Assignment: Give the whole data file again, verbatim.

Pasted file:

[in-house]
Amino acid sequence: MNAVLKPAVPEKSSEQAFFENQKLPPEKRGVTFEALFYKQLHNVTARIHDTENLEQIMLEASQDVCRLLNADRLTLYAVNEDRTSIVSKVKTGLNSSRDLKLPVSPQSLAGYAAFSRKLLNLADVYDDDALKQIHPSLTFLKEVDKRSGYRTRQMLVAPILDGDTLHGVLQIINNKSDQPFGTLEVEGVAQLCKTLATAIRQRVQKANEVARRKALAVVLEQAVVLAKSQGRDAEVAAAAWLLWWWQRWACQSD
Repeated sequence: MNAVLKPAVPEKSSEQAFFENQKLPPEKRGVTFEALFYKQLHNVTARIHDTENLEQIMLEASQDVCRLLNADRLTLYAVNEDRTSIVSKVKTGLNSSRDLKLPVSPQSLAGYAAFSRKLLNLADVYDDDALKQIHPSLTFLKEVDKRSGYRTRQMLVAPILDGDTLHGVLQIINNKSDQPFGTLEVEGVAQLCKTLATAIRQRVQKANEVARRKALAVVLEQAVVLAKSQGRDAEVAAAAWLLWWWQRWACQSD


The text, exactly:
[in-house]
Amino acid sequence: MNAVLKPAVPEKSSEQAFFENQKLPPEKRGVTFEALFYKQLHNVTARIHDTENLEQIMLEASQDVCRLLNADRLTLYAVNEDRTSIVSKVKTGLNSSRDLKLPVSPQSLAGYAAFSRKLLNLADVYDDDALKQIHPSLTFLKEVDKRSGYRTRQMLVAPILDGDTLHGVLQIINNKSDQPFGTLEVEGVAQLCKTLATAIRQRVQKANEVARRKALAVVLEQAVVLAKSQGRDAEVAAAAWLLWWWQRWACQSD
Repeated sequence: MNAVLKPAVPEKSSEQAFFENQKLPPEKRGVTFEALFYKQLHNVTARIHDTENLEQIMLEASQDVCRLLNADRLTLYAVNEDRTSIVSKVKTGLNSSRDLKLPVSPQSLAGYAAFSRKLLNLADVYDDDALKQIHPSLTFLKEVDKRSGYRTRQMLVAPILDGDTLHGVLQIINNKSDQPFGTLEVEGVAQLCKTLATAIRQRVQKANEVARRKALAVVLEQAVVLAKSQGRDAEVAAAAWLLWWWQRWACQSD